By Karl Reiner
Through September 2012, Arizona's exports to Mexico were running $415 million ahead of last year's level. Almost unnoticed by Arizona's politicians, Mexico is changing in ways that will benefit the state's economy. It may be time for political leaders to rethink their view of the country across the border.
The U.S.-Mexican border is the world's busiest. Border crossings have slowed because of security considerations and port of entry bottlenecks. Some of Arizona's politicians seem to like it that way. The undervaluing of trade and the fear of migrants has led the legislature to pass such controversial legislation as SB 1070.
Four-fifths of Mexico's exports go to the U.S. If present trends continue, Mexico will be the largest U.S. supplier by 2018. Mexico has become the world's largest exporter of flat-screen televisions. It is moving up in the automobile and aerospace production rankings. In terms of GDP, Mexico ranks ahead of South Korea. Mexico is Latin America's largest economy, having free trade arrangements with 44 countries.
In 1994, the North American Free Trade Agreement (NAFTA) eliminated most tariffs between the U.S., Canada and Mexico. In global economy rankings, Mexico has moved up to 14th place, the U.S. is 1st and Canada is 10th. The biggest city in North America is Mexico City with 21.7 million inhabitants, a bit larger than New York's 21.3 million.
After many false starts, Mexico is beginning to realize its potential. Mexico's economy will grow 4% this year. For many years, it only grew an average of 1.6%, barely half the rate of Brazil. Rising wages in China, improving industrial efficiency and shipping costs have helped the once feeble Mexican economy turn around.
Migration to the U.S. jumped in the 1970s and continued to grow in the 80s and 90s as Mexican nationals moved north to find work. The movement was the result of an underachieving Mexican economy and lax border enforcement. The border flow is now reversing due to fewer available U.S. jobs, stiffened border security and expanding opportunity in Mexico.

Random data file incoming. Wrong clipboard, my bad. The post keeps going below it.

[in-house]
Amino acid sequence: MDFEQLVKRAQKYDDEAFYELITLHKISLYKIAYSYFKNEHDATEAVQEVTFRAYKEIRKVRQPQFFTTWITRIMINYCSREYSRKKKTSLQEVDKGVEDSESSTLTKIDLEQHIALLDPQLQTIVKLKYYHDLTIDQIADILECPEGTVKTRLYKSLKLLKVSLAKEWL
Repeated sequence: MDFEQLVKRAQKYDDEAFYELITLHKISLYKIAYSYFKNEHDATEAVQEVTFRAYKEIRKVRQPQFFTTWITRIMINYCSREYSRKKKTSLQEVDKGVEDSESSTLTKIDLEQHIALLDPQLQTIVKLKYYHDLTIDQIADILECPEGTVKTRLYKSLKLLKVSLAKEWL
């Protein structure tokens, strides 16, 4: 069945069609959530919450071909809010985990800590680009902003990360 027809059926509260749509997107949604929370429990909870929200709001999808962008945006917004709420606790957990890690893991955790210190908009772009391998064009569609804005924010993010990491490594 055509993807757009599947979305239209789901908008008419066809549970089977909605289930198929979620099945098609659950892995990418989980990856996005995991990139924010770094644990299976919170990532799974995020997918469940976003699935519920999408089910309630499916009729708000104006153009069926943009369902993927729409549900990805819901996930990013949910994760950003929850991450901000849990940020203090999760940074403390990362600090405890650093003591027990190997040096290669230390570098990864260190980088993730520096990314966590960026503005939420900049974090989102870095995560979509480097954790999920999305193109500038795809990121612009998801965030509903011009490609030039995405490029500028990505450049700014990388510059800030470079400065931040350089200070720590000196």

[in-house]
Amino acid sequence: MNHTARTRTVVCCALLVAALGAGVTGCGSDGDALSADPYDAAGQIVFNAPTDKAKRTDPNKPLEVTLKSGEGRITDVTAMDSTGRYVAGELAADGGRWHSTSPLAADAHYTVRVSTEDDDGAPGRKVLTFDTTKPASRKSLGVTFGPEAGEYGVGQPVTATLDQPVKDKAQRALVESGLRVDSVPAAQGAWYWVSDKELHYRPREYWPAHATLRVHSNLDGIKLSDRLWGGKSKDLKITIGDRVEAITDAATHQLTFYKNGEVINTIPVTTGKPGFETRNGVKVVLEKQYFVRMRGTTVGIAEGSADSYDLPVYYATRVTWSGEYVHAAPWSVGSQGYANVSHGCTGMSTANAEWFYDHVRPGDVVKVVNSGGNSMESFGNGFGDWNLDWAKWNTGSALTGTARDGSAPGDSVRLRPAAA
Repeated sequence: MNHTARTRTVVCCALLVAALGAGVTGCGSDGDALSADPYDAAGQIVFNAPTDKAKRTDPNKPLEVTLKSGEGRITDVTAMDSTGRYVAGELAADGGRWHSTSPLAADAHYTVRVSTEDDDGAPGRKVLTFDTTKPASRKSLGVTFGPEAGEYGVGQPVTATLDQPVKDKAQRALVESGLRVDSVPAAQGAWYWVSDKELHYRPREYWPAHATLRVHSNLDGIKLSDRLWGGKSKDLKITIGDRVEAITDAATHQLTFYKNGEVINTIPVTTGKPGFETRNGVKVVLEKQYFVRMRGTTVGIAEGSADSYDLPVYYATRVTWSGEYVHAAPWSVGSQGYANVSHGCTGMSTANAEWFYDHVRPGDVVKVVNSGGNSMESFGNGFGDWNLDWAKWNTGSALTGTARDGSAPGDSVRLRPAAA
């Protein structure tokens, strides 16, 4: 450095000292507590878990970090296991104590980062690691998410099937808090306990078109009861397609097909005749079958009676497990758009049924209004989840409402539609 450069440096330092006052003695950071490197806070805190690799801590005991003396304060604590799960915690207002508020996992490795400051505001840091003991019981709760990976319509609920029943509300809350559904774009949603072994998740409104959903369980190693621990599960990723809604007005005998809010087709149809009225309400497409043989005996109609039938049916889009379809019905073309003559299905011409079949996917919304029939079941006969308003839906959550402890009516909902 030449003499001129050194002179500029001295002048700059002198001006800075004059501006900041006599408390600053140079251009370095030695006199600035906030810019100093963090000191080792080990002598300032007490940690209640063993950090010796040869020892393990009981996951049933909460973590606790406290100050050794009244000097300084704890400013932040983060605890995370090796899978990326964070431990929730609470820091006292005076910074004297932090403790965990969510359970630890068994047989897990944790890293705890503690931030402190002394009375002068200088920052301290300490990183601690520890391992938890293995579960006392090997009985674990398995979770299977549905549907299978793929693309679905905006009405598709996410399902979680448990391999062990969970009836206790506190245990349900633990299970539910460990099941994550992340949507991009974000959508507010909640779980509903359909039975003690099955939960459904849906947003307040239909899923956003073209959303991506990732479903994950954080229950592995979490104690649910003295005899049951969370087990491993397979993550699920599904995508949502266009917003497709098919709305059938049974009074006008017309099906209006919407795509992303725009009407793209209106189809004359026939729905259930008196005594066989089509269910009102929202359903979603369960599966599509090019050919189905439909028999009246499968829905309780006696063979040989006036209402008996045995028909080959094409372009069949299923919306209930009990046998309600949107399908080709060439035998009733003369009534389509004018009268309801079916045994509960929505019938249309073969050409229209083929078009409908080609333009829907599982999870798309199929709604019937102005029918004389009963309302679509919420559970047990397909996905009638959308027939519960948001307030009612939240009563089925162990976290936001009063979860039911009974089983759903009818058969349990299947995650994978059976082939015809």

Border Patrol apprehensions are at a 40 year low, falling to 286,000 in 2011. Mexico's sharply declining birth rate has reduced the supply of potential migrants. In the 1960s, the average Mexican woman had seven children, now she has two. One in 10 Mexican citizens lives in the U.S. About a tenth of America's population is of Mexican heritage.
The U.S. and Mexico share accountability for the violent illegal drug trade. America's illegal drug consumption has a yearly street value in the range of $60 billion. As the drugs move north, the traffickers buy assault weapons in the U.S., returning them to Mexico along with the drug receipts. Supplying America's drug demand has grim consequences, 60,000 have been killed in the Mexican drug wars.
Mexico is inching toward economic reform. The country realizes it has to deal with corruption and bad government, especially at the local level. Mexican households pay $2.5 billion yearly in bribes to get things done that should mostly be free. The government realizes it has to tackle monopoly and education problems.
The Real Arizona Coalition (made up of business, faith and leadership organizations) promotes attention to immigration facts, not negative rhetoric. The coalition wants to contain the damage done to the state's reputation and have the immigration matter handled at the federal level.
The coalition is promoting a set of immigration policy recommendations. The legislature should take a look at it. State lawmakers also need to pay attention to the happenings across the border. If they can't help, they can at least avoid being detrimental.